II - July 20–August 6, 2021
This class is intended for current 10th, 11th, and 12th graders. Younger students should apply for Fundamentals of Neuroscience.
“Daily lectures described a multitude of concepts thoroughly and explained things in a way that was easy to understand.” — From a program course evaluation
This course is designed for students interested in the science of the brain, including its evolutionary origins, early development, and role in generating behavior. We explore theories of the brain as the seat of the self from ancient Greece to modern times, and investigate systems that make up the brain from the individual neuron to the entire central nervous system. We also look into how sensation, perception, and decision making work at the physiological level. The course blends historical trends in neuroscience with modern experiments and findings, and touches on major areas of research including animal studies, recording and imaging techniques, computational neuroscience, and neuropharmacology.
In-class small-group exercises, in addition to lectures, allow students to tangibly explore the ideas presented in class. Participants construct various models of the brain, critique professional neuroscientific papers as “peer-reviewers,” and visualize actual neural data with instructor guidance.
Alexander (Elie) Goldberg is pursuing a joint MD/PhD through Columbia University's College of Physicians and Surgeons and Columbia's Doctoral Program in Neurobiology and Behavior. He holds an undergraduate degree in neuroscience from Oberlin College. Elie's current research is focused on brain tumor associated epilepsy--understanding the mechanisms underlying this phenomenon with the aim of uncovering new treatment options for patients. He has taught science and mathematics at various educational levels, and mentors students interested in pursuing careers in science and medicine.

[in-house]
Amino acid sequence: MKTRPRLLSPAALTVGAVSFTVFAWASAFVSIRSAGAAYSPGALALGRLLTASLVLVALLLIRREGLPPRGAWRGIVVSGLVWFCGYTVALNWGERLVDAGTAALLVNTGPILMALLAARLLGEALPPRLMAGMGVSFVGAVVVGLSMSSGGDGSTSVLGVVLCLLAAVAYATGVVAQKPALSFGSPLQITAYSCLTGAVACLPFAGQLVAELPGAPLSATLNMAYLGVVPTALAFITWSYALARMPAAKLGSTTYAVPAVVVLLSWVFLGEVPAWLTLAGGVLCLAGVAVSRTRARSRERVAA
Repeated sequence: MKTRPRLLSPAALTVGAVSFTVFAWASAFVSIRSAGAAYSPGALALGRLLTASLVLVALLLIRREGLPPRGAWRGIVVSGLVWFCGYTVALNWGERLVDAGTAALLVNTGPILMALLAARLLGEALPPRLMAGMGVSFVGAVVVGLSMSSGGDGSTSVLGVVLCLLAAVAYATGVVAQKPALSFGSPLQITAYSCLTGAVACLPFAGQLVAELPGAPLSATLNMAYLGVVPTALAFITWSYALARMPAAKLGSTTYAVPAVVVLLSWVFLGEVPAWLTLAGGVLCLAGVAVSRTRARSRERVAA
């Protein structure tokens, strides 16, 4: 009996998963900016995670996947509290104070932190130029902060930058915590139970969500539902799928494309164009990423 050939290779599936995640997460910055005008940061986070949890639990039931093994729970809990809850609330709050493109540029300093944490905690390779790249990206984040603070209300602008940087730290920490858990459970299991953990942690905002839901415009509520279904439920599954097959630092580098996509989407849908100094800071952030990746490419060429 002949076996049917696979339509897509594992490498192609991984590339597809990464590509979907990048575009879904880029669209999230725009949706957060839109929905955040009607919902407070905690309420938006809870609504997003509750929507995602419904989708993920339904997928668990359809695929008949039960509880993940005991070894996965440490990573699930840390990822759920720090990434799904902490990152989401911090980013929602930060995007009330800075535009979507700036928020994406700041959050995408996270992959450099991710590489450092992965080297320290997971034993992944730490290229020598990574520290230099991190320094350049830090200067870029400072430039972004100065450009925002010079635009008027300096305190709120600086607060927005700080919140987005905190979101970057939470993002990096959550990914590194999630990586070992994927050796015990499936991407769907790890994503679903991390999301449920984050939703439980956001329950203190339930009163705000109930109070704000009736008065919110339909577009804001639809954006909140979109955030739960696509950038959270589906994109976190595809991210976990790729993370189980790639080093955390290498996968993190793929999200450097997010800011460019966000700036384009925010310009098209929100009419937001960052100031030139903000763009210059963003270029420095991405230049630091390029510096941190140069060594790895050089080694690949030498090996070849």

Stephen Keeley is an Assistant Professor in the natural sciences department at Fordham College Lincoln Center. His research focuses on developing new statistical methods for understanding neural data. He completed his Ph.D. at the Center for Neural Science at New York University under John Rinzel and Andre Fenton, and then moved on to be a postdoctoral researcher with Jonathan Pillow at Princeton University. Stephen has extensive experience teaching and lecturing in neuroscience and applied mathematics at a variety of universities.
Pam Osborn Popp is pursuing her Ph.D. at New York University’s Center for Neural Science. In her research, she combines functional neuroimaging with machine learning and computational modeling techniques so as to characterize human learning and memory. She is particularly interested in the possible applications of cognitive computational neuroscience research to the field of education. In addition to serving as a teaching assistant for undergraduate neuroscience courses at NYU, Pam enjoys teaching life science concepts as a docent at the Brooklyn Botanic Garden. She received her B.S. in neuroscience from NYU with a joint minor in computer science and mathematics.
Specific course detail such as hours and instructors are subject to change at the discretion of the University. Not all instructors listed for a course teach all sections of that course.